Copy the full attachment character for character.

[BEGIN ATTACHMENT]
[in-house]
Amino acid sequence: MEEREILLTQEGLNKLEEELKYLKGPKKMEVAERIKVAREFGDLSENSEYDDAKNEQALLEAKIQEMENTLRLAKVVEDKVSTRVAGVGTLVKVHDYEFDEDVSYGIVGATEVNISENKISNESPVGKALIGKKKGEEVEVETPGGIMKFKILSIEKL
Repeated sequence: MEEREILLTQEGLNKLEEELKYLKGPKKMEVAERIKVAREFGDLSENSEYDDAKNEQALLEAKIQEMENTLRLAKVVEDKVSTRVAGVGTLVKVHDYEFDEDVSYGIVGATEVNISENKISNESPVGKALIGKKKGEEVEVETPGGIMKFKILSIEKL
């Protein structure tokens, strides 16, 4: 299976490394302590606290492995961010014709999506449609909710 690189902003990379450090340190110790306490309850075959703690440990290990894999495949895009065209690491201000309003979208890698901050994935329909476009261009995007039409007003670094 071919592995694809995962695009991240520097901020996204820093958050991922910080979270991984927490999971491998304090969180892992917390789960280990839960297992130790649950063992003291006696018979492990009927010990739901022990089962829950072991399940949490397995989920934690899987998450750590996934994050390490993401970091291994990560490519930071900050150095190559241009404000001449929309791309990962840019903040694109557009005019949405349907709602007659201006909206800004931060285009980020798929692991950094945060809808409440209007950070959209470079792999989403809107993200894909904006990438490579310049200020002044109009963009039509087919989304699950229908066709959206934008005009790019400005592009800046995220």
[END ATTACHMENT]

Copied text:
[in-house]
Amino acid sequence: MEEREILLTQEGLNKLEEELKYLKGPKKMEVAERIKVAREFGDLSENSEYDDAKNEQALLEAKIQEMENTLRLAKVVEDKVSTRVAGVGTLVKVHDYEFDEDVSYGIVGATEVNISENKISNESPVGKALIGKKKGEEVEVETPGGIMKFKILSIEKL
Repeated sequence: MEEREILLTQEGLNKLEEELKYLKGPKKMEVAERIKVAREFGDLSENSEYDDAKNEQALLEAKIQEMENTLRLAKVVEDKVSTRVAGVGTLVKVHDYEFDEDVSYGIVGATEVNISENKISNESPVGKALIGKKKGEEVEVETPGGIMKFKILSIEKL
């Protein structure tokens, strides 16, 4: 299976490394302590606290492995961010014709999506449609909710 690189902003990379450090340190110790306490309850075959703690440990290990894999495949895009065209690491201000309003979208890698901050994935329909476009261009995007039409007003670094 071919592995694809995962695009991240520097901020996204820093958050991922910080979270991984927490999971491998304090969180892992917390789960280990839960297992130790649950063992003291006696018979492990009927010990739901022990089962829950072991399940949490397995989920934690899987998450750590996934994050390490993401970091291994990560490519930071900050150095190559241009404000001449929309791309990962840019903040694109557009005019949405349907709602007659201006909206800004931060285009980020798929692991950094945060809808409440209007950070959209470079792999989403809107993200894909904006990438490579310049200020002044109009963009039509087919989304699950229908066709959206934008005009790019400005592009800046995220």